People, for instance, compare sex to eating. Yes, sex is like eating in some ways. It is a natural enough thing (although much more significant psychologically, relationally, etc.), yet if we don’t eat we die. That is not the case with sex. Yet sex, under certain belief systems, e.g. naturalistic hedonism, will be seen as close to ultimate. Whereas the Christian sees sex as a good gift from God. A gift that must be enjoyed in the right way to the right end. In the Christian’s belief system there is something more awesome more significant than sex, infinitely more.

When the Christian, whether their tendency is more towards heterosexual, homosexual, or bisexual temptation, has found that there is something more significant, lasting, and satisfying than sex (yes, something better than sex!) it obviously impacts them. They can be recreated and desire what is more significant than some of their inner dispositions.[1] Through relationships, whether with friends, a spouse, or God, we see that we are not just sexual animals; that is one part of our constitution. It is not, or I don’t think we should let it be, the fundamental and driving part. That view is shallow, problematic, and simply just not accurate to reality.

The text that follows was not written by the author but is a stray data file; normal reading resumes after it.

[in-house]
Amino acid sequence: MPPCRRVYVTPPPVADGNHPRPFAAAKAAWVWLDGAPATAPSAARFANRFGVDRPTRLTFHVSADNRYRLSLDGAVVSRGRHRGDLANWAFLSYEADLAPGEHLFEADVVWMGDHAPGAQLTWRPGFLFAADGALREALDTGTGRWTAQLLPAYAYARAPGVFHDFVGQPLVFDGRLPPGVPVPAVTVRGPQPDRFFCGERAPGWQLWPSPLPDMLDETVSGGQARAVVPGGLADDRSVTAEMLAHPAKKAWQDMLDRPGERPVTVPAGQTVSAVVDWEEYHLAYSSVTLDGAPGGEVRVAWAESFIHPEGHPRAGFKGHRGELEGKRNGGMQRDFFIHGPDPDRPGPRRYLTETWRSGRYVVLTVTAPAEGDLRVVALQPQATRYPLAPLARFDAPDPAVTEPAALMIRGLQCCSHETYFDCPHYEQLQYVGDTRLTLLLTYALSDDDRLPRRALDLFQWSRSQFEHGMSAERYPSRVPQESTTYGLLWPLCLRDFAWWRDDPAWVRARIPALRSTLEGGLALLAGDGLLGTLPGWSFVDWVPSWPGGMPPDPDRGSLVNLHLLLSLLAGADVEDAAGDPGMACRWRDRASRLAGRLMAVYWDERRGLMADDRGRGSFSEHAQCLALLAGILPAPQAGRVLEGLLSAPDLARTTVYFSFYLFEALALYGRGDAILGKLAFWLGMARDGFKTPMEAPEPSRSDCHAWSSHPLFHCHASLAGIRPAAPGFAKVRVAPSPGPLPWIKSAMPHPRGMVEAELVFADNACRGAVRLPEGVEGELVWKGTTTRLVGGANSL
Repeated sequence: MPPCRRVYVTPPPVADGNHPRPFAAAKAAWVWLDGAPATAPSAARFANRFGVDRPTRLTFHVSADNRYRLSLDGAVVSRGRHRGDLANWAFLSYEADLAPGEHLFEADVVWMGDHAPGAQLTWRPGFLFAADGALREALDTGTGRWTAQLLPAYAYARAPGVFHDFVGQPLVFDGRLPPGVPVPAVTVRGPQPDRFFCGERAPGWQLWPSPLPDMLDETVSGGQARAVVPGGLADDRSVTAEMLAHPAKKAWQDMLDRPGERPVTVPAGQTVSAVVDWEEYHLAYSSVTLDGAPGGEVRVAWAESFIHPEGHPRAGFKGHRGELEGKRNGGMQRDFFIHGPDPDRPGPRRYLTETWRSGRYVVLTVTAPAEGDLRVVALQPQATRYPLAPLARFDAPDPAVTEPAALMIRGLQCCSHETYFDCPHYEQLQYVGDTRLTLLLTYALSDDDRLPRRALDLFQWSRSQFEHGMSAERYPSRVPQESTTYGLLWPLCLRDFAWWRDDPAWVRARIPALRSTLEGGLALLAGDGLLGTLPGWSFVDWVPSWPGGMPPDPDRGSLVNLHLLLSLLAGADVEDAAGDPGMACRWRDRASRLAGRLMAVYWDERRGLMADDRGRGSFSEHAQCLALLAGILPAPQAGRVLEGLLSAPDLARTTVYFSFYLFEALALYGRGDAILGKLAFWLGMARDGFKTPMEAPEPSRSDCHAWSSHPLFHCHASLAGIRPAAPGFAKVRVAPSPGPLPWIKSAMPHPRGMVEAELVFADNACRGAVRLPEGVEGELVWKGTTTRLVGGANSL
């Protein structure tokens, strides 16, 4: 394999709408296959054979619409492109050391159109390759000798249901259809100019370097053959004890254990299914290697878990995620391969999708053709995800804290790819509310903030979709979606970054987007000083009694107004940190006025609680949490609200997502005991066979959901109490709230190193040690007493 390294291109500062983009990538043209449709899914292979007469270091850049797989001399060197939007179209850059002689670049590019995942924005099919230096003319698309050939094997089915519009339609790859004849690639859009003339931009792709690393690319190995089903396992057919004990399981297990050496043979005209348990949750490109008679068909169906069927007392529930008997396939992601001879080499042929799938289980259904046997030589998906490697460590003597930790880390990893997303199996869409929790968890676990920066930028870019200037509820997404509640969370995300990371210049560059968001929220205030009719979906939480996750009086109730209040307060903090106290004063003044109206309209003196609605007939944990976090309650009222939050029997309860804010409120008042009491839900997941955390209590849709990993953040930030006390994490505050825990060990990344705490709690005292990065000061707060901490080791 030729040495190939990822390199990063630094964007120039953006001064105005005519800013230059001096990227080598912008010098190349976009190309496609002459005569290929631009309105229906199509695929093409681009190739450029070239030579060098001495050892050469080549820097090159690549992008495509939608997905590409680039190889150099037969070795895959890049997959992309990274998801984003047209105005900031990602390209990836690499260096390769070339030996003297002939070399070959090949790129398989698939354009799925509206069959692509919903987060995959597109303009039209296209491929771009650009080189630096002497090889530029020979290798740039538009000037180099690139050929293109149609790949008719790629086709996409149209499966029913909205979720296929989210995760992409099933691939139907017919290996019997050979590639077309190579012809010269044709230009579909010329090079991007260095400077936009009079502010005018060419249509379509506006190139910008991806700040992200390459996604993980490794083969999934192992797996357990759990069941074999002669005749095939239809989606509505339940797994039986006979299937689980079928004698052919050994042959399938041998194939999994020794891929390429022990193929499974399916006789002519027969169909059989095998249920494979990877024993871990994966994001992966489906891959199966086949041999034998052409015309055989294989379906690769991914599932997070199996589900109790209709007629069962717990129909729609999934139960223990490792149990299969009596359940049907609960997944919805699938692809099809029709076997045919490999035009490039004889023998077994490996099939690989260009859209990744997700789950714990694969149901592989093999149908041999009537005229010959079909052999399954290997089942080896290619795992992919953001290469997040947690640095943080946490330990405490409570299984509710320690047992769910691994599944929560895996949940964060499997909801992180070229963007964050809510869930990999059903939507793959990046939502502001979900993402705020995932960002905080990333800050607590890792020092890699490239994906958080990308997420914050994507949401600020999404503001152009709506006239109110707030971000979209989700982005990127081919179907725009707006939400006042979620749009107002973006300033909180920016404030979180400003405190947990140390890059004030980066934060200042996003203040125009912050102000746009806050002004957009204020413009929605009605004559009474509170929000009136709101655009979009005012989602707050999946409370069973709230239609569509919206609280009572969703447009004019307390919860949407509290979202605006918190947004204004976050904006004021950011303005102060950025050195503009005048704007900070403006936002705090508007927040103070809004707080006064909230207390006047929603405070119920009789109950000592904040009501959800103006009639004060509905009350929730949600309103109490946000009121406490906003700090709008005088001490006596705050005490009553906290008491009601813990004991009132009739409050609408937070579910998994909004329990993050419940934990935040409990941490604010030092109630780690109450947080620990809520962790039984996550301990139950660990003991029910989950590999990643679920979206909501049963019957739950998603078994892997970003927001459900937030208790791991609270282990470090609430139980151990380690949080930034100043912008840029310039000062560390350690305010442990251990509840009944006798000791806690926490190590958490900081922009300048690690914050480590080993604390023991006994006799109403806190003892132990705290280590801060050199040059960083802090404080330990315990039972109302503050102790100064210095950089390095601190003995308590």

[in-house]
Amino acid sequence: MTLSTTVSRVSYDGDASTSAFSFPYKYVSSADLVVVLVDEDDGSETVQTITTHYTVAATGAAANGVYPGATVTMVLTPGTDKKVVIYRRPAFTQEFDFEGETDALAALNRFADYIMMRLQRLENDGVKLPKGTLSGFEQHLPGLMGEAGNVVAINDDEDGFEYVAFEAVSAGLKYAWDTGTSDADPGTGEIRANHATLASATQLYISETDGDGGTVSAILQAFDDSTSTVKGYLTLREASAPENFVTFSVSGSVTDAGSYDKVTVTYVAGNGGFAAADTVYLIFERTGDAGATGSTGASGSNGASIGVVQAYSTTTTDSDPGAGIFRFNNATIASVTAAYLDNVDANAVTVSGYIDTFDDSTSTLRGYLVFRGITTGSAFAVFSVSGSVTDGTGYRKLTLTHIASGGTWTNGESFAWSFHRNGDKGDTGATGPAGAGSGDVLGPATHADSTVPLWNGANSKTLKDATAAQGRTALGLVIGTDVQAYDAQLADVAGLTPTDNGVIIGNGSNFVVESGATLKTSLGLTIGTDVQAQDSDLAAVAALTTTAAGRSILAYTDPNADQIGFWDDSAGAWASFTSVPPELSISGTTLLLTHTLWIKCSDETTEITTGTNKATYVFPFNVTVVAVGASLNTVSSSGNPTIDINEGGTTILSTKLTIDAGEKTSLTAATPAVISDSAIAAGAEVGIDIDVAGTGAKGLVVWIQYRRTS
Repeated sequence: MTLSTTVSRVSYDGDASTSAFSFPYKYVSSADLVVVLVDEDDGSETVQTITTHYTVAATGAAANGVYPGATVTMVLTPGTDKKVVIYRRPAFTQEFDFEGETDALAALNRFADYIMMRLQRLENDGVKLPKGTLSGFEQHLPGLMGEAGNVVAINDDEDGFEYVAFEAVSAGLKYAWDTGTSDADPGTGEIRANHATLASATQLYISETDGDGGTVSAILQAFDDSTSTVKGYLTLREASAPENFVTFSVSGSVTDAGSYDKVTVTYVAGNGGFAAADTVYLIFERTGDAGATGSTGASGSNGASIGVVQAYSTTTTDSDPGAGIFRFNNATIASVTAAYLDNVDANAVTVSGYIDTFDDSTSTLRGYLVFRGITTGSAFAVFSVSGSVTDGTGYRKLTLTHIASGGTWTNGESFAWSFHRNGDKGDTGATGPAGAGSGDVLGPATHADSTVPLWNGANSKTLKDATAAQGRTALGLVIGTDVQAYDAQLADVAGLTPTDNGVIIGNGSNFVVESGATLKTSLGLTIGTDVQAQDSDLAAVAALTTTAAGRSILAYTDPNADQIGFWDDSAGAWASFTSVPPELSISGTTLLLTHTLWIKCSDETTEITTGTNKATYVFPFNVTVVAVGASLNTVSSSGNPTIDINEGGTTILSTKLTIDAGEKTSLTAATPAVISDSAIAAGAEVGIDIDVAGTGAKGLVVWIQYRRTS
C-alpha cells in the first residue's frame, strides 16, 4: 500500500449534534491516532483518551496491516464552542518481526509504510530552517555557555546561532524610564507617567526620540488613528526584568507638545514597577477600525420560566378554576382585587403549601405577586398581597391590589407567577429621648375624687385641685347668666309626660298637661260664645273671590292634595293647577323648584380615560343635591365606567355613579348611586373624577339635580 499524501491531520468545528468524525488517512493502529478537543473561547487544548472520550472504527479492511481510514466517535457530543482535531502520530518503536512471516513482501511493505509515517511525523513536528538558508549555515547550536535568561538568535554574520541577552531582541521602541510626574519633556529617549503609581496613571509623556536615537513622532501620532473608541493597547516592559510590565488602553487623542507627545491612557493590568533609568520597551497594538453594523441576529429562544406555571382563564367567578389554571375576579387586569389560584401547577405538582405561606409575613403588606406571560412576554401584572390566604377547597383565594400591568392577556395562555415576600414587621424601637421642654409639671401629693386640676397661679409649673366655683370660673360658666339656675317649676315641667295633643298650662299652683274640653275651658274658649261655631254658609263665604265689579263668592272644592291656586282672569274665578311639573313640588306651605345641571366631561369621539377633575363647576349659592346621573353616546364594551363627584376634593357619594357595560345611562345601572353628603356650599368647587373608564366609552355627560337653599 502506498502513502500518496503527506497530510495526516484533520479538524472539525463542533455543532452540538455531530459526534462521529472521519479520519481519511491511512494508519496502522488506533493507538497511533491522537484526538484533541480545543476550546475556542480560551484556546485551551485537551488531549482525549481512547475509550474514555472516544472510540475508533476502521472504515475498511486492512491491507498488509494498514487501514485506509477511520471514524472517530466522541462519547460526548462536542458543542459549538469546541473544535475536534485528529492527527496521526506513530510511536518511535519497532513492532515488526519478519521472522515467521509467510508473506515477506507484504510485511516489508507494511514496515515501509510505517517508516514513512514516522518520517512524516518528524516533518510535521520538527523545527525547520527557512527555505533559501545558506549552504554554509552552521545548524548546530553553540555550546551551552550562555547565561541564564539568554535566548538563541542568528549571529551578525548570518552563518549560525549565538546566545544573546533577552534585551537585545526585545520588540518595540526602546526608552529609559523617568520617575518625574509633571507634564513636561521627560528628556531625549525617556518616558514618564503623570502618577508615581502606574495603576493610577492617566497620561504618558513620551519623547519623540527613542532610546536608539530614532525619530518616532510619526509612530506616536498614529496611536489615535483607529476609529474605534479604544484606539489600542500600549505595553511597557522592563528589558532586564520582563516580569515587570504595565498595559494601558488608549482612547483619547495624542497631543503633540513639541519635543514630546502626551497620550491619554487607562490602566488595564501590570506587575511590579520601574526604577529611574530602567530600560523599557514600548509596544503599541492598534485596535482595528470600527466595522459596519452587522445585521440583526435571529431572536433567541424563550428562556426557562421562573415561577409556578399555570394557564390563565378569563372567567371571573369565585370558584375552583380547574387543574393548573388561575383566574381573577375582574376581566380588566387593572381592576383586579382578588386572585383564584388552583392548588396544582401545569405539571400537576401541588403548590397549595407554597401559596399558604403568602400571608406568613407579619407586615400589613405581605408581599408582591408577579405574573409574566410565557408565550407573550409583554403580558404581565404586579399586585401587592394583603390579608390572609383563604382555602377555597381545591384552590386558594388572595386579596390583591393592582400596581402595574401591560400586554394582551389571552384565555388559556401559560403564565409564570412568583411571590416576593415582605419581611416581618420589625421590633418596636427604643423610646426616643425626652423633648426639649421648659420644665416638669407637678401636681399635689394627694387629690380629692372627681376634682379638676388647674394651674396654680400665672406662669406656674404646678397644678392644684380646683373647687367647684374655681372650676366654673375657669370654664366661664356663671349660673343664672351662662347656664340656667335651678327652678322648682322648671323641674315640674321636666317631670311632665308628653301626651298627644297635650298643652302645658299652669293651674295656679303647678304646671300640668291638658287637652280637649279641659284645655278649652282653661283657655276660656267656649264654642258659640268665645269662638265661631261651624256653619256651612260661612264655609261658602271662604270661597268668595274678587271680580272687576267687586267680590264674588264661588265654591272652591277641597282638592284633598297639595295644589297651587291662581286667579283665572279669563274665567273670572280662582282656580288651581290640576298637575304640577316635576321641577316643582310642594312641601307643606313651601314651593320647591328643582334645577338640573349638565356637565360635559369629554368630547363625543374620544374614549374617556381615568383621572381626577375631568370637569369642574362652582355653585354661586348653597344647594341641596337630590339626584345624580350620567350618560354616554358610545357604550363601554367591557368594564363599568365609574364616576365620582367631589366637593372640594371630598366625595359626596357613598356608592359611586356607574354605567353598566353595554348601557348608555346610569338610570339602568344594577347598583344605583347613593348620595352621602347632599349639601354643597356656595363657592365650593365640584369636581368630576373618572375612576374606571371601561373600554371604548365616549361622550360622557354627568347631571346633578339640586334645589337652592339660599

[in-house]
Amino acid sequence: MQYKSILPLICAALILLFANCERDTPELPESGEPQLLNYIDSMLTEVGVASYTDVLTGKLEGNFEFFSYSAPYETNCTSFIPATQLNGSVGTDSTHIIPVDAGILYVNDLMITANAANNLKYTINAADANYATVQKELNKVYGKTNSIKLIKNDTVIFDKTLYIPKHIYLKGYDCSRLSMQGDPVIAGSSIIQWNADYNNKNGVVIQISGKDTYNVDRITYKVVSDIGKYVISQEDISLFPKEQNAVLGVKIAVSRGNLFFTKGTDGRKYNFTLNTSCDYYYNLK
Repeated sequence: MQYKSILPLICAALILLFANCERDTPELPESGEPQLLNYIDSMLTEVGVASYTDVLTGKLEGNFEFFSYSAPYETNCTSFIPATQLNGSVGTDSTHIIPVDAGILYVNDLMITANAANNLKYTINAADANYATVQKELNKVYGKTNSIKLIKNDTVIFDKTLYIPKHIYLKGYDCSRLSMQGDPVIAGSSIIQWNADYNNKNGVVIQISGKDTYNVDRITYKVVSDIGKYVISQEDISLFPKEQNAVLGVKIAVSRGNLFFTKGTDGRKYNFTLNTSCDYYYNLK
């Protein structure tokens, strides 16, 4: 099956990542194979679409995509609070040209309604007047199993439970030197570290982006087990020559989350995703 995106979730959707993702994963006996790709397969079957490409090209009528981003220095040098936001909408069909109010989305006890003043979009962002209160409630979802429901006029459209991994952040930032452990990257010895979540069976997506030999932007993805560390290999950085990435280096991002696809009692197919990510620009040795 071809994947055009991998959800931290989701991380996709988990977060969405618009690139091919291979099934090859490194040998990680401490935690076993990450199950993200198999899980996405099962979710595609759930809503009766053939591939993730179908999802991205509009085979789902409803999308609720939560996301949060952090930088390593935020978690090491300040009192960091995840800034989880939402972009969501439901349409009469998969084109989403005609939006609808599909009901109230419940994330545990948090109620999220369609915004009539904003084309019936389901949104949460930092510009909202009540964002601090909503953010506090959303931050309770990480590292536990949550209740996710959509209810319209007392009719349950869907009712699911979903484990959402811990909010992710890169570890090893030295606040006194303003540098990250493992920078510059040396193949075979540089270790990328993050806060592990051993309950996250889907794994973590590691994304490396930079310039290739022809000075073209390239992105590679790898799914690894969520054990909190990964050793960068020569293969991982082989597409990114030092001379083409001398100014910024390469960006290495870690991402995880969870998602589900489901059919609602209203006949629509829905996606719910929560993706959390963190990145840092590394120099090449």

What we are seeing in our culture is two worldviews colliding. One says we are fundamentally animals and thus expects us to live according to our innate animal desires. And from that worldview, it’s consistent. Only why stop with adultery or homosexuality?… whatever one finds to do, whatever the desire, it should be allowed in that system.[2] The other worldview says we are not animals and we should not live simply according to our desires. Our desires can be wrong, very wrong. The Christian says that we were created in the image of God but have been marred through sin. We need to be remade in God’s image by listening to His Word. The problem happened in the beginning exactly because we were not listening and did what we (wrongly) desired.

Our desire must be shaped, informed, led by He who knows; namely God. God has all wisdom. Not us. He, as our good Father, knows how to give good gifts, even if we think we want something else. He knows what we ultimately need and what will ultimately satisfy.